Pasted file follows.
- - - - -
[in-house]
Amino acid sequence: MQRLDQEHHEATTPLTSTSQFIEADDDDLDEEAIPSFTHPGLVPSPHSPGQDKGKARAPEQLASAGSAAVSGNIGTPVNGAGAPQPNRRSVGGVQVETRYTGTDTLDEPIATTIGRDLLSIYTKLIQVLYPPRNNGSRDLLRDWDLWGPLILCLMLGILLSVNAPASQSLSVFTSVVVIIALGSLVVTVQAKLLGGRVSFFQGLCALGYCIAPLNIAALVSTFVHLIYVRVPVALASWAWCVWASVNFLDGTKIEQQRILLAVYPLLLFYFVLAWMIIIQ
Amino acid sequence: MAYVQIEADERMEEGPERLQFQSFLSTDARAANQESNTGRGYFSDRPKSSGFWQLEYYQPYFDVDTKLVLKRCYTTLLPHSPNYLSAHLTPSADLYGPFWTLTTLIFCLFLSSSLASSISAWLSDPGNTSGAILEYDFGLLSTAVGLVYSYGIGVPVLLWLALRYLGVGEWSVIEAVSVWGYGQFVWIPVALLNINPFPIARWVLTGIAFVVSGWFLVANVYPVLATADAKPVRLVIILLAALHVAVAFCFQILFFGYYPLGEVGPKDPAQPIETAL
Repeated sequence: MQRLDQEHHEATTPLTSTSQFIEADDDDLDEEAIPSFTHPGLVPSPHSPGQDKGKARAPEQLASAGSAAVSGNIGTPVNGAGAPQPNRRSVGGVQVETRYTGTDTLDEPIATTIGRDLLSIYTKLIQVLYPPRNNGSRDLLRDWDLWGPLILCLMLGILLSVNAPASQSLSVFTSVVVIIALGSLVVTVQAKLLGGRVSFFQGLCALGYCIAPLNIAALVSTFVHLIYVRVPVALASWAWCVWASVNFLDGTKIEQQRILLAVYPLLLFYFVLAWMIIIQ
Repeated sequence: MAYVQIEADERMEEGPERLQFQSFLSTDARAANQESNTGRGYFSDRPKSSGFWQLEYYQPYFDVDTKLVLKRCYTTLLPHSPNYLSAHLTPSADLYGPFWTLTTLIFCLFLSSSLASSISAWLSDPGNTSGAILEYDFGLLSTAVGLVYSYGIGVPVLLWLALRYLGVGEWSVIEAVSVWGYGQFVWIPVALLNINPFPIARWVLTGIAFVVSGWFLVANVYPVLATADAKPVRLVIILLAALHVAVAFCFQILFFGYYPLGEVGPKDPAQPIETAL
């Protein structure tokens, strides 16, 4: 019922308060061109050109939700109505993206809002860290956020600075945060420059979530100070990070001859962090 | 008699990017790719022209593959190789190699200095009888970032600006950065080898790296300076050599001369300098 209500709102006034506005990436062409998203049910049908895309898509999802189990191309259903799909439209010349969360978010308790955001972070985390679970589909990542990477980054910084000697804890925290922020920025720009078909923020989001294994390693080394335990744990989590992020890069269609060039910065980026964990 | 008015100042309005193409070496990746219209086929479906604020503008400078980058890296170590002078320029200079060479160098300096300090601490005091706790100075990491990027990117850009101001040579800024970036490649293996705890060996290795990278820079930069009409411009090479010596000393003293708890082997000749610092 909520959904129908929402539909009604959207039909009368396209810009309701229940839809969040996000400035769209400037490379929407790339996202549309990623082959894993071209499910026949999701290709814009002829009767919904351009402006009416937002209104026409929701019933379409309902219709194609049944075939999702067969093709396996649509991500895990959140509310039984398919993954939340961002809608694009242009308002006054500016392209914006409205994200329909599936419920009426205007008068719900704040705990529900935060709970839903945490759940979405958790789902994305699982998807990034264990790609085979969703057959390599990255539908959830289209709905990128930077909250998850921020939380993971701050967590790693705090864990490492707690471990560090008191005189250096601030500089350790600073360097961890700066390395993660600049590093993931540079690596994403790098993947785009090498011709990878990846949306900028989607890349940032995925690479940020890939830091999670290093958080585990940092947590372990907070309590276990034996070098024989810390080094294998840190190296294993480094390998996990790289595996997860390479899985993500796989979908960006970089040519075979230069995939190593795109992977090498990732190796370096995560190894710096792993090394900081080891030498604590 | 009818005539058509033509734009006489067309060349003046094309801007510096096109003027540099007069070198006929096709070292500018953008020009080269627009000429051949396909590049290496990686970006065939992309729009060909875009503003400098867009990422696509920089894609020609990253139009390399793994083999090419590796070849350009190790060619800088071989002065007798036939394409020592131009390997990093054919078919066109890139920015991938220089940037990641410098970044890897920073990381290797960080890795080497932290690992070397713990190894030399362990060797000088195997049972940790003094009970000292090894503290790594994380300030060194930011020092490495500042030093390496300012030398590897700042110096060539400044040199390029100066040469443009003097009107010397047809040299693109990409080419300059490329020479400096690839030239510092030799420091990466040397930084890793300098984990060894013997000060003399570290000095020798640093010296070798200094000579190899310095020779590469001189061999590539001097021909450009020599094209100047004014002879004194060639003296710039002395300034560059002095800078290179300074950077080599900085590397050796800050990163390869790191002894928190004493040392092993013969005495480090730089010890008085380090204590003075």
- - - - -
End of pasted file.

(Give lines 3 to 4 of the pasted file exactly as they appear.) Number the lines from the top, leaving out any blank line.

Amino acid sequence: MAYVQIEADERMEEGPERLQFQSFLSTDARAANQESNTGRGYFSDRPKSSGFWQLEYYQPYFDVDTKLVLKRCYTTLLPHSPNYLSAHLTPSADLYGPFWTLTTLIFCLFLSSSLASSISAWLSDPGNTSGAILEYDFGLLSTAVGLVYSYGIGVPVLLWLALRYLGVGEWSVIEAVSVWGYGQFVWIPVALLNINPFPIARWVLTGIAFVVSGWFLVANVYPVLATADAKPVRLVIILLAALHVAVAFCFQILFFGYYPLGEVGPKDPAQPIETAL
Repeated sequence: MQRLDQEHHEATTPLTSTSQFIEADDDDLDEEAIPSFTHPGLVPSPHSPGQDKGKARAPEQLASAGSAAVSGNIGTPVNGAGAPQPNRRSVGGVQVETRYTGTDTLDEPIATTIGRDLLSIYTKLIQVLYPPRNNGSRDLLRDWDLWGPLILCLMLGILLSVNAPASQSLSVFTSVVVIIALGSLVVTVQAKLLGGRVSFFQGLCALGYCIAPLNIAALVSTFVHLIYVRVPVALASWAWCVWASVNFLDGTKIEQQRILLAVYPLLLFYFVLAWMIIIQ